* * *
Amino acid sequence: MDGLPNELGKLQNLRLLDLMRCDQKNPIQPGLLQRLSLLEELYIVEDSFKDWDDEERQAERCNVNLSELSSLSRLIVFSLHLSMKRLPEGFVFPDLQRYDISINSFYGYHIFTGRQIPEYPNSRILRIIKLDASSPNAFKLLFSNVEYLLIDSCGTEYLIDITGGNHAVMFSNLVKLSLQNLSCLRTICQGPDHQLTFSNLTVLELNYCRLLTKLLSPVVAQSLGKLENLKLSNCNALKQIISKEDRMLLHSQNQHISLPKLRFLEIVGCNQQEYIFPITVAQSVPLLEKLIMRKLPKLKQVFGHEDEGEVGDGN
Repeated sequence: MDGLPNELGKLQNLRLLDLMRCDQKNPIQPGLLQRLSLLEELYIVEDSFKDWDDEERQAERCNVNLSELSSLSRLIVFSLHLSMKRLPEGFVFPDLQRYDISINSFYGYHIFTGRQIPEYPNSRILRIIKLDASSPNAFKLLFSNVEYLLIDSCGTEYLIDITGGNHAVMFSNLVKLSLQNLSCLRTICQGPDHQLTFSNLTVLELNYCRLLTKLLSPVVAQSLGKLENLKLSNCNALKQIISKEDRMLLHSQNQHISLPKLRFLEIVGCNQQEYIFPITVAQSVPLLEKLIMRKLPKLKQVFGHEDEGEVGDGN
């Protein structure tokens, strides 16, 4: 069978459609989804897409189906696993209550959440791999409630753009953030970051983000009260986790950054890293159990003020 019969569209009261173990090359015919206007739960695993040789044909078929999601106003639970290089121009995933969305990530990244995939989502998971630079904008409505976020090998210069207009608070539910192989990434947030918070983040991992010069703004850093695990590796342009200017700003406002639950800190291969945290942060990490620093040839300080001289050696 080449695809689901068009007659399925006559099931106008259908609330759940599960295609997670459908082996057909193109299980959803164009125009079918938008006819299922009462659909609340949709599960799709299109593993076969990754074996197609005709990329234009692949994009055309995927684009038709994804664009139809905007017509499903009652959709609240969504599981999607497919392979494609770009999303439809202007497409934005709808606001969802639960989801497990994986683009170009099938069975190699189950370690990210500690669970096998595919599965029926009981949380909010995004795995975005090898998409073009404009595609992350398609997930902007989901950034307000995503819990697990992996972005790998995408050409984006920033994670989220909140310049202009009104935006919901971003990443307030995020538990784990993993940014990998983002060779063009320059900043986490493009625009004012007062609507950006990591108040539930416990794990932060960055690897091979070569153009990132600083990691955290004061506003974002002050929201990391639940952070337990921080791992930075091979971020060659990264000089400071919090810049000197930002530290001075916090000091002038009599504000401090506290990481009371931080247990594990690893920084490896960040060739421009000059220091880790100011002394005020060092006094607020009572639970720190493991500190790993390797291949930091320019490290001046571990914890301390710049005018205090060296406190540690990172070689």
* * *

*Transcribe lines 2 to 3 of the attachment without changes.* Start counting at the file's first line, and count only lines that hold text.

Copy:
Repeated sequence: MDGLPNELGKLQNLRLLDLMRCDQKNPIQPGLLQRLSLLEELYIVEDSFKDWDDEERQAERCNVNLSELSSLSRLIVFSLHLSMKRLPEGFVFPDLQRYDISINSFYGYHIFTGRQIPEYPNSRILRIIKLDASSPNAFKLLFSNVEYLLIDSCGTEYLIDITGGNHAVMFSNLVKLSLQNLSCLRTICQGPDHQLTFSNLTVLELNYCRLLTKLLSPVVAQSLGKLENLKLSNCNALKQIISKEDRMLLHSQNQHISLPKLRFLEIVGCNQQEYIFPITVAQSVPLLEKLIMRKLPKLKQVFGHEDEGEVGDGN
């Protein structure tokens, strides 16, 4: 069978459609989804897409189906696993209550959440791999409630753009953030970051983000009260986790950054890293159990003020 019969569209009261173990090359015919206007739960695993040789044909078929999601106003639970290089121009995933969305990530990244995939989502998971630079904008409505976020090998210069207009608070539910192989990434947030918070983040991992010069703004850093695990590796342009200017700003406002639950800190291969945290942060990490620093040839300080001289050696 080449695809689901068009007659399925006559099931106008259908609330759940599960295609997670459908082996057909193109299980959803164009125009079918938008006819299922009462659909609340949709599960799709299109593993076969990754074996197609005709990329234009692949994009055309995927684009038709994804664009139809905007017509499903009652959709609240969504599981999607497919392979494609770009999303439809202007497409934005709808606001969802639960989801497990994986683009170009099938069975190699189950370690990210500690669970096998595919599965029926009981949380909010995004795995975005090898998409073009404009595609992350398609997930902007989901950034307000995503819990697990992996972005790998995408050409984006920033994670989220909140310049202009009104935006919901971003990443307030995020538990784990993993940014990998983002060779063009320059900043986490493009625009004012007062609507950006990591108040539930416990794990932060960055690897091979070569153009990132600083990691955290004061506003974002002050929201990391639940952070337990921080791992930075091979971020060659990264000089400071919090810049000197930002530290001075916090000091002038009599504000401090506290990481009371931080247990594990690893920084490896960040060739421009000059220091880790100011002394005020060092006094607020009572639970720190493991500190790993390797291949930091320019490290001046571990914890301390710049005018205090060296406190540690990172070689």